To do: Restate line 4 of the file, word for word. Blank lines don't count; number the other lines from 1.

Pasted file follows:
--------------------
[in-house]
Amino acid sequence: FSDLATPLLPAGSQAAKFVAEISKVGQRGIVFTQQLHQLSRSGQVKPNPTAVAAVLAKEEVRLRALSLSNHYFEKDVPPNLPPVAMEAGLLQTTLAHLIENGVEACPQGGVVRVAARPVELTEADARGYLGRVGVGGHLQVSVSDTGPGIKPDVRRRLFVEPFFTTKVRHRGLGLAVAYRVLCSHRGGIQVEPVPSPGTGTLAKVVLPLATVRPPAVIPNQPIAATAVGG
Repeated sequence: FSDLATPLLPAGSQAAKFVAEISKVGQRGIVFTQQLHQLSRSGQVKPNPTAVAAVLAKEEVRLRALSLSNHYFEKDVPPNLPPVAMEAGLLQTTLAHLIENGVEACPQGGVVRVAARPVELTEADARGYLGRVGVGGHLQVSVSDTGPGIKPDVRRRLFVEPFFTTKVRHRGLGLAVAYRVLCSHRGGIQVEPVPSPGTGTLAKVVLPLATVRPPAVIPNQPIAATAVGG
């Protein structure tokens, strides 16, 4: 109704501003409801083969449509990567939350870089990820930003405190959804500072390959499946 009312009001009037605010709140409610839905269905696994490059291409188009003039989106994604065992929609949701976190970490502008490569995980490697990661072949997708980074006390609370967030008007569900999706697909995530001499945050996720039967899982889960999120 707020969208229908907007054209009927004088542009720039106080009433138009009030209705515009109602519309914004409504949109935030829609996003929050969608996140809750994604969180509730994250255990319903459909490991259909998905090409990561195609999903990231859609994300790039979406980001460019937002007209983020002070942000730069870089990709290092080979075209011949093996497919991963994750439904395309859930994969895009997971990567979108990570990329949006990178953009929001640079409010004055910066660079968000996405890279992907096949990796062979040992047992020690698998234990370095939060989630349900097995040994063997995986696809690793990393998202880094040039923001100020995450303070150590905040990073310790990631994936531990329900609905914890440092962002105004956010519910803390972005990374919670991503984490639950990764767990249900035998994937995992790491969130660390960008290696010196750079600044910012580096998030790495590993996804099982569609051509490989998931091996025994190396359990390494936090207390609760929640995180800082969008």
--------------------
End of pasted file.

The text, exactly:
């Protein structure tokens, strides 16, 4: 109704501003409801083969449509990567939350870089990820930003405190959804500072390959499946 009312009001009037605010709140409610839905269905696994490059291409188009003039989106994604065992929609949701976190970490502008490569995980490697990661072949997708980074006390609370967030008007569900999706697909995530001499945050996720039967899982889960999120 707020969208229908907007054209009927004088542009720039106080009433138009009030209705515009109602519309914004409504949109935030829609996003929050969608996140809750994604969180509730994250255990319903459909490991259909998905090409990561195609999903990231859609994300790039979406980001460019937002007209983020002070942000730069870089990709290092080979075209011949093996497919991963994750439904395309859930994969895009997971990567979108990570990329949006990178953009929001640079409010004055910066660079968000996405890279992907096949990796062979040992047992020690698998234990370095939060989630349900097995040994063997995986696809690793990393998202880094040039923001100020995450303070150590905040990073310790990631994936531990329900609905914890440092962002105004956010519910803390972005990374919670991503984490639950990764767990249900035998994937995992790491969130660390960008290696010196750079600044910012580096998030790495590993996804099982569609051509490989998931091996025994190396359990390494936090207390609760929640995180800082969008």